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Thread: Bruckner Symphony Cycles

  1. #136
    Senior Member NLAdriaan's Avatar
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    Quote Originally Posted by DavidA View Post
    Yes you are a person of minuscule talent by the side of Karajan - then, aren't we all!
    By the side of Carlos Kleiber, HvK was a person of small talent, then aren't we all

  2. #137
    Senior Member Bourdon's Avatar
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    Quote Originally Posted by NLAdriaan View Post
    By the side of Carlos Kleiber, HvK was a person of small talent, then aren't we all
    After drinking many glasses of Belgian beer I might agree with you.Kleiber had great respect for the skills and talent of mr Karajan as we all know.

  3. #138
    Senior Member DavidA's Avatar
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    Quote Originally Posted by NLAdriaan View Post
    By the side of Carlos Kleiber, HvK was a person of small talent, then aren't we all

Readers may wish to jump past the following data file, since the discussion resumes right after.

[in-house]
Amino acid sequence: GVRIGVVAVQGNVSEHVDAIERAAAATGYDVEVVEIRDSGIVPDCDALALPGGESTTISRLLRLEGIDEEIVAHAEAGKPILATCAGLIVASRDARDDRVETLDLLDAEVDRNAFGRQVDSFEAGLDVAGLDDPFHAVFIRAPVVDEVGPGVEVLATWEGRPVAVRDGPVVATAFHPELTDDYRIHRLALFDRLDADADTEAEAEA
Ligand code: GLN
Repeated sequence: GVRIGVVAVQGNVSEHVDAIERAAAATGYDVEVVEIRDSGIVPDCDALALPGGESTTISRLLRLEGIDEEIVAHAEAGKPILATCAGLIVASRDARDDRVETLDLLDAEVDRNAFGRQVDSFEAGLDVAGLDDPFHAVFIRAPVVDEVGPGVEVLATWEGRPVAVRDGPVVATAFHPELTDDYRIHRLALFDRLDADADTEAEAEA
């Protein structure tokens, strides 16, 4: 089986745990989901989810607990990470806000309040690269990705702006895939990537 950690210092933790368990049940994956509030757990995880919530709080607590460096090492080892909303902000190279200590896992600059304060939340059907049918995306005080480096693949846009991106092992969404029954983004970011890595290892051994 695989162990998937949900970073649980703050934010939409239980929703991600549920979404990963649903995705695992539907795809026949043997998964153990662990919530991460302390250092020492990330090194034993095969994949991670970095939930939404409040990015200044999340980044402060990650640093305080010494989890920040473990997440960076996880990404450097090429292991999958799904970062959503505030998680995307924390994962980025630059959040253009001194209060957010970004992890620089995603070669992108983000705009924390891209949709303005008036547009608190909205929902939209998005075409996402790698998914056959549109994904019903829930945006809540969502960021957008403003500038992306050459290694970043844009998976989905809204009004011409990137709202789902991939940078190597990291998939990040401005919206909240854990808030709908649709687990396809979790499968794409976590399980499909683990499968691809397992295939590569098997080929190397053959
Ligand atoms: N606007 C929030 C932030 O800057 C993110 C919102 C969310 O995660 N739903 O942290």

Not at all. In fact Kleiber himself recognised Karajan's talent. He appeared at Karajan's grave saying, "He was the one I admired most." They had a mutual admiration society going. If Karajan had produced as small a number of recordings as Kleiber we'd haven doubt viewed him with the same bated breath. The fact is Karajan capitalised on his talent - Kleiber woefully underused his. It's the old thing that along with talent you need temperament and hard work.
    Last edited by DavidA; Jul-21-2019 at 13:00.

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    Karajan was a very individualistic conductor. He is one of the conductors I can recognize from the first few bars when one of his recordings comes up in random shuffle. I was once pitch correcting an historical recording of the first act of Die Walkure, so I lined up a section of the overture with Karajan's recording. The whole tonality was different. It was the same music, but he had woven the sound of the orchestra together in a way that it was impossible for me to pitch the older recording. The melodies and harmonies were balanced so they flickered back and forth. Hard to describe, but the sound was gorgeous. If I hadn't compared side by side, I might not have noticed what he was doing. He was playing the notes on the page, but he was balancing them in a totally unique way. I really like that.